When we fly under VFR, we control the airplane by making use of visual references. We establish the desired pitch and roll attitude by comparing visible parts of the airplane, such as the engine cowling or glare shield, to the horizon.
When these outside references are not available, our inside references, the flight instruments, can be used. We still fly the airplane the same way. The flight instruments are merely substituted for the outside references we are accustomed to using.
The goal is still the same. We want to place the airplane in the desired attitude and keep it there at all times during the flight. Some instruments give us information concerning the airplane’s pitch attitude, while others give us information about roll attitude. The attitude indicator is the only flight instrument that directly indicates pitch and roll attitude simultaneously. The other instruments indicate either pitch or roll information, and they do so indirectly. For example, if the heading indicator shows a right turn, it can be inferred that the airplane is banked to the right and that the rate of heading change is correlated with bank angle.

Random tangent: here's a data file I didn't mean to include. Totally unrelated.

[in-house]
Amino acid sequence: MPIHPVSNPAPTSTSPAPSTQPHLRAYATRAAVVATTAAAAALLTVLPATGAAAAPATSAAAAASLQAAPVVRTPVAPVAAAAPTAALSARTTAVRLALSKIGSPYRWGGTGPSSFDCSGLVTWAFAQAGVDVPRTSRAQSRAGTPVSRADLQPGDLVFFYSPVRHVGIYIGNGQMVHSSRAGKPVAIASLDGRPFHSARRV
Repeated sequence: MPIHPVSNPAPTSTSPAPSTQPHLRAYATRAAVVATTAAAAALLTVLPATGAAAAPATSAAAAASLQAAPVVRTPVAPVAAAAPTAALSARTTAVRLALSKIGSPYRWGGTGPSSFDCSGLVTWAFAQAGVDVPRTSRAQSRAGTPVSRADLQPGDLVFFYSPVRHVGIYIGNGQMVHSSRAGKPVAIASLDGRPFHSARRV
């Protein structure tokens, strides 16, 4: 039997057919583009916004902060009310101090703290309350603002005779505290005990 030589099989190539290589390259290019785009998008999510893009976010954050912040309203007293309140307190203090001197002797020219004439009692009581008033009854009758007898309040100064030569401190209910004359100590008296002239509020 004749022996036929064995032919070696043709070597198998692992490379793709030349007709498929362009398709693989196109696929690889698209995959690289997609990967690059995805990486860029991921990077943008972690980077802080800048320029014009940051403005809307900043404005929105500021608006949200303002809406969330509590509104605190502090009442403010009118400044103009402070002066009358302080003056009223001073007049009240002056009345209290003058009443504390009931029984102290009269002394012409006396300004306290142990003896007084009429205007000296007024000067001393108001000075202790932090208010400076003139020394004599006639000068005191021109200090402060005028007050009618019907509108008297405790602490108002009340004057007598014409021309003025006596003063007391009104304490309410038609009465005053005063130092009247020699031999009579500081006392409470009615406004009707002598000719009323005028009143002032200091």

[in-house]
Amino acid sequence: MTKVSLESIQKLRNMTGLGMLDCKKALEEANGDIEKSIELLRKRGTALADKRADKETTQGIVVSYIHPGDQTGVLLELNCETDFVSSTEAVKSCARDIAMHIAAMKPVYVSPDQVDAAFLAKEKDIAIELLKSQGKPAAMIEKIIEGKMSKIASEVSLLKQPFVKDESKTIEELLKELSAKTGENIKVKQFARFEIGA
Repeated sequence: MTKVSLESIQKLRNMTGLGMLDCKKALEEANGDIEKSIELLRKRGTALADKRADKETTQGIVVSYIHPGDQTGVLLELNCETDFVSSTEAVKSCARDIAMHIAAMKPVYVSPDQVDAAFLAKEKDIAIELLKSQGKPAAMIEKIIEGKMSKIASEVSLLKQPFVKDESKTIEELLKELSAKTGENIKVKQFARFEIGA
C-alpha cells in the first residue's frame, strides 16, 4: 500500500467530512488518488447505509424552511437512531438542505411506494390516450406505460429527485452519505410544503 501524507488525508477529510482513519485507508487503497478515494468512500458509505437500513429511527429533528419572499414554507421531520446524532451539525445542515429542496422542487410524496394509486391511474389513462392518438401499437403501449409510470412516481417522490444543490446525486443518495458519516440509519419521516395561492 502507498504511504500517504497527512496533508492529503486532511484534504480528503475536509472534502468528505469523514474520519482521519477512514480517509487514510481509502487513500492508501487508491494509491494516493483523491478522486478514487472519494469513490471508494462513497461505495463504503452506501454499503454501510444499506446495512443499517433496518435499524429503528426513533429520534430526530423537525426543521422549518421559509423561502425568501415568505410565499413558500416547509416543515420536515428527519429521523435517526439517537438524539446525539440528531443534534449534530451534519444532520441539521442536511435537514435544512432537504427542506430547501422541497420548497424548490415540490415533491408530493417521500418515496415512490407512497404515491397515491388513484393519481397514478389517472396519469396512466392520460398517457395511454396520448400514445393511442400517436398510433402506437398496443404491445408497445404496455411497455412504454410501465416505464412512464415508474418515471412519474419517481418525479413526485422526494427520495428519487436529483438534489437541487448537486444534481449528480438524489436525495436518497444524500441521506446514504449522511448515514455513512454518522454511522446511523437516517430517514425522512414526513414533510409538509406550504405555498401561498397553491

The pitch instruments are the airspeed indicator, attitude indicator, altimeter, and vertical speed indicator. The bank instruments are the attitude indicator, turn coordinator, and heading indicator. The power instruments are the airspeed indicator and the aircraft's manifold pressure gauge or tachometer.
For each maneuver, one flight instrument will provide us a primary reference for pitch, and one will provide a primary reference for roll. Other instruments act as secondary instruments for pitch and roll. Which instruments are primary and secondary change, depending on which is displaying the most pertinent information. To better understand how to use inside references, let’s look at how the primary and secondary instruments vary through a typical flight.
The three fundamental skills involved in all instrument flight maneuvers are the instrument cross check, instrument interpretation, and aircraft control.